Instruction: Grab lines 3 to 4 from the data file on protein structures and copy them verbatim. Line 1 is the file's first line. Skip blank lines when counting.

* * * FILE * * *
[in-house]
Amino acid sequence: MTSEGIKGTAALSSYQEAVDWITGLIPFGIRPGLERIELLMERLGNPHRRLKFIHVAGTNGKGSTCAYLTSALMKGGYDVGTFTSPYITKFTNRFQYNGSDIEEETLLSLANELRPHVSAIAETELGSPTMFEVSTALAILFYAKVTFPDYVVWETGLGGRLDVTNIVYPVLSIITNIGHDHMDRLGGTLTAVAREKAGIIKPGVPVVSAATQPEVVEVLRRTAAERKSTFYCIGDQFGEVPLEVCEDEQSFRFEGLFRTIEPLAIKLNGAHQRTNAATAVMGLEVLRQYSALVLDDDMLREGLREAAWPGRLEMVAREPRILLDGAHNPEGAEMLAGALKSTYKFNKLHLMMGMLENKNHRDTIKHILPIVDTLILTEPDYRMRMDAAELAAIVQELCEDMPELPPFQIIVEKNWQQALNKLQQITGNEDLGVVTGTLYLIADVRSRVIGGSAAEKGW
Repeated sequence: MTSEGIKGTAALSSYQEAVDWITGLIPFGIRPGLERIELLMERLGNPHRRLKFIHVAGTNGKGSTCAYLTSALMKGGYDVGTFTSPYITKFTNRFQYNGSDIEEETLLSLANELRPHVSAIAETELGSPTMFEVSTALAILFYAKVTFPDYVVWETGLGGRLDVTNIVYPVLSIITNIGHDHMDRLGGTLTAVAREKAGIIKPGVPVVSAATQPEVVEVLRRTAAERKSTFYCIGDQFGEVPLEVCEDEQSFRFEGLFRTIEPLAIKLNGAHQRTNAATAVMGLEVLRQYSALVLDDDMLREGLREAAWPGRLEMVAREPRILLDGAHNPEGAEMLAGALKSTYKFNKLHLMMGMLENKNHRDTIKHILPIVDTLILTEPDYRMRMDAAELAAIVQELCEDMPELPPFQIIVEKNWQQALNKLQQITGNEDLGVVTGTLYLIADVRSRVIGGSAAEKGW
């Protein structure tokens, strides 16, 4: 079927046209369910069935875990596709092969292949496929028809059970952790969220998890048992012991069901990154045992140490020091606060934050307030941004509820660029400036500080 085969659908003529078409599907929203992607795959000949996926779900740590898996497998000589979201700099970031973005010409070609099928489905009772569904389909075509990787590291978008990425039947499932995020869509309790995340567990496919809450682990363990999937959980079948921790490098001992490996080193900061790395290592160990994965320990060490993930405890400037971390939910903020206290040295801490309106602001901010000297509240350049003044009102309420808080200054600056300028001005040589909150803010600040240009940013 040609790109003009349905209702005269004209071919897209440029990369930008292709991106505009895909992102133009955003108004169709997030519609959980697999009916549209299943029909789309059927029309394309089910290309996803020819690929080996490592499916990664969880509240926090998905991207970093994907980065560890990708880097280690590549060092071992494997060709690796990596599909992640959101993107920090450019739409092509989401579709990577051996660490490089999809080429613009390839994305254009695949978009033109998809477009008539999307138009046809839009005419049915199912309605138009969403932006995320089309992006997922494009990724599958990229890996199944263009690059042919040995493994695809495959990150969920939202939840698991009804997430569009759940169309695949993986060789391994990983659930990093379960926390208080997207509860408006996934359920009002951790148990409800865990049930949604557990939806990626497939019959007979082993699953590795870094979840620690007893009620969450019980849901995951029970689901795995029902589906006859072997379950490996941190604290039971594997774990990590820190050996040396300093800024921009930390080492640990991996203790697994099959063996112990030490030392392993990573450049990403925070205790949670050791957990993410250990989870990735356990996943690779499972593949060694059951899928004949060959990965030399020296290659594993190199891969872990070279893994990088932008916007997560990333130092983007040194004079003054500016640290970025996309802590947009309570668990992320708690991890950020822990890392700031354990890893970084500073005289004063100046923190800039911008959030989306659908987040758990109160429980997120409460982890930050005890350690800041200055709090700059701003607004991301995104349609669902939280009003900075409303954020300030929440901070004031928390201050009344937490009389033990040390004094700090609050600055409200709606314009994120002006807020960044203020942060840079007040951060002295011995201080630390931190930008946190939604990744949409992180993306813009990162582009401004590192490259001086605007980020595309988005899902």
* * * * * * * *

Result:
Repeated sequence: MTSEGIKGTAALSSYQEAVDWITGLIPFGIRPGLERIELLMERLGNPHRRLKFIHVAGTNGKGSTCAYLTSALMKGGYDVGTFTSPYITKFTNRFQYNGSDIEEETLLSLANELRPHVSAIAETELGSPTMFEVSTALAILFYAKVTFPDYVVWETGLGGRLDVTNIVYPVLSIITNIGHDHMDRLGGTLTAVAREKAGIIKPGVPVVSAATQPEVVEVLRRTAAERKSTFYCIGDQFGEVPLEVCEDEQSFRFEGLFRTIEPLAIKLNGAHQRTNAATAVMGLEVLRQYSALVLDDDMLREGLREAAWPGRLEMVAREPRILLDGAHNPEGAEMLAGALKSTYKFNKLHLMMGMLENKNHRDTIKHILPIVDTLILTEPDYRMRMDAAELAAIVQELCEDMPELPPFQIIVEKNWQQALNKLQQITGNEDLGVVTGTLYLIADVRSRVIGGSAAEKGW
């Protein structure tokens, strides 16, 4: 079927046209369910069935875990596709092969292949496929028809059970952790969220998890048992012991069901990154045992140490020091606060934050307030941004509820660029400036500080 085969659908003529078409599907929203992607795959000949996926779900740590898996497998000589979201700099970031973005010409070609099928489905009772569904389909075509990787590291978008990425039947499932995020869509309790995340567990496919809450682990363990999937959980079948921790490098001992490996080193900061790395290592160990994965320990060490993930405890400037971390939910903020206290040295801490309106602001901010000297509240350049003044009102309420808080200054600056300028001005040589909150803010600040240009940013 040609790109003009349905209702005269004209071919897209440029990369930008292709991106505009895909992102133009955003108004169709997030519609959980697999009916549209299943029909789309059927029309394309089910290309996803020819690929080996490592499916990664969880509240926090998905991207970093994907980065560890990708880097280690590549060092071992494997060709690796990596599909992640959101993107920090450019739409092509989401579709990577051996660490490089999809080429613009390839994305254009695949978009033109998809477009008539999307138009046809839009005419049915199912309605138009969403932006995320089309992006997922494009990724599958990229890996199944263009690059042919040995493994695809495959990150969920939202939840698991009804997430569009759940169309695949993986060789391994990983659930990093379960926390208080997207509860408006996934359920009002951790148990409800865990049930949604557990939806990626497939019959007979082993699953590795870094979840620690007893009620969450019980849901995951029970689901795995029902589906006859072997379950490996941190604290039971594997774990990590820190050996040396300093800024921009930390080492640990991996203790697994099959063996112990030490030392392993990573450049990403925070205790949670050791957990993410250990989870990735356990996943690779499972593949060694059951899928004949060959990965030399020296290659594993190199891969872990070279893994990088932008916007997560990333130092983007040194004079003054500016640290970025996309802590947009309570668990992320708690991890950020822990890392700031354990890893970084500073005289004063100046923190800039911008959030989306659908987040758990109160429980997120409460982890930050005890350690800041200055709090700059701003607004991301995104349609669902939280009003900075409303954020300030929440901070004031928390201050009344937490009389033990040390004094700090609050600055409200709606314009994120002006807020960044203020942060840079007040951060002295011995201080630390931190930008946190939604990744949409992180993306813009990162582009401004590192490259001086605007980020595309988005899902």